Anti-trust hearing: Facebook denies app changes to avoid breakup

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Published: July 17, 2019 11:29:39 AM

Facebook’s Matt Perault denied that the company’s planned integration of its Messenger app, its WhatsApp chat service and its Instagram photo app was designed to thwart calls to break up the properties.

Facebook, Anti trust hearing of facebook, Alphabet Inc, Google, Facebook Inc, facebook messenger app, WhatsApp chat service, InstagramExecutives from Apple Inc., Amazon.com Inc., Google and Facebook are testifying. (Reuters)

U.S. technology giants are headed for their biggest antitrust showdown with Congress in 20 years as lawmakers and regulators demand to know whether companies like Alphabet Inc.’s Google and Facebook Inc. use their dominance to squelch innovation. The House Judiciary antitrust subcommittee is holding a hearing Tuesday on the market power of the largest tech companies. Executives from Apple Inc., Amazon.com Inc., Google and Facebook are testifying. Here’s the latest from the committee room:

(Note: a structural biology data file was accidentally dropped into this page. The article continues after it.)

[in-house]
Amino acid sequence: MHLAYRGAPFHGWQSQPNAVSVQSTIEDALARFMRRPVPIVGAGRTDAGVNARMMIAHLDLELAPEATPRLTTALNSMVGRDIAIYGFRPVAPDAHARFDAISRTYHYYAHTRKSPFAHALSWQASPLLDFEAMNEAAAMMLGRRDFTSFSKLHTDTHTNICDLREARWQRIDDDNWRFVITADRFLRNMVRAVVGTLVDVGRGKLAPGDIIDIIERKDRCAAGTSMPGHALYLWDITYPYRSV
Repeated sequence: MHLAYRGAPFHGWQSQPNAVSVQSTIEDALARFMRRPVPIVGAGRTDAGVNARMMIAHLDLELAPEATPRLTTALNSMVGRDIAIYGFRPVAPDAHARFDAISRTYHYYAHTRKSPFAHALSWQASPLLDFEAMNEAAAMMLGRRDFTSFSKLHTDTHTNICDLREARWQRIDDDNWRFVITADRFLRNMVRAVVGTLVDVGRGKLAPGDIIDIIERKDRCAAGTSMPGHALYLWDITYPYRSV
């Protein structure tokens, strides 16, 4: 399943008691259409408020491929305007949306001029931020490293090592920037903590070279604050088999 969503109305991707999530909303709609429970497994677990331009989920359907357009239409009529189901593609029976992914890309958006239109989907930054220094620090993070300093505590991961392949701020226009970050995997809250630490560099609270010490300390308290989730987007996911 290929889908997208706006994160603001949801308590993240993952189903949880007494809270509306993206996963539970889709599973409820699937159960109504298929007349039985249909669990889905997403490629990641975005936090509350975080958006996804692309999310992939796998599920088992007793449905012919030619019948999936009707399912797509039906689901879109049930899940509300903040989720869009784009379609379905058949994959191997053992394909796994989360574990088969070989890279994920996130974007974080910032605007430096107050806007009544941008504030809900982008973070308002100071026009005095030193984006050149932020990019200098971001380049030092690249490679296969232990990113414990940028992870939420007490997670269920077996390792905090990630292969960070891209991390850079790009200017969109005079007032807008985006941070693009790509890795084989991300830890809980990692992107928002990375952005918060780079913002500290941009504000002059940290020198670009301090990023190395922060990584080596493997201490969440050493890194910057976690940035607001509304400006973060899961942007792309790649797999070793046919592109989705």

Facebook’s Matt Perault denied that the company’s planned integration of its Messenger app, its WhatsApp chat service and its Instagram photo app was designed to thwart calls to break up the properties.

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“There are many services in the market that offer more privacy-protective services,” he told Democratic Representative Jamie Raskin of Maryland. “Our pivot toward privacy with respect to inter-operating our services was because of the competition that we faced in the market.”

Raskin had suggested the announcement was a “ploy” and said it coincided with growing calls to break up Facebook by splitting off WhatsApp and Instagram.

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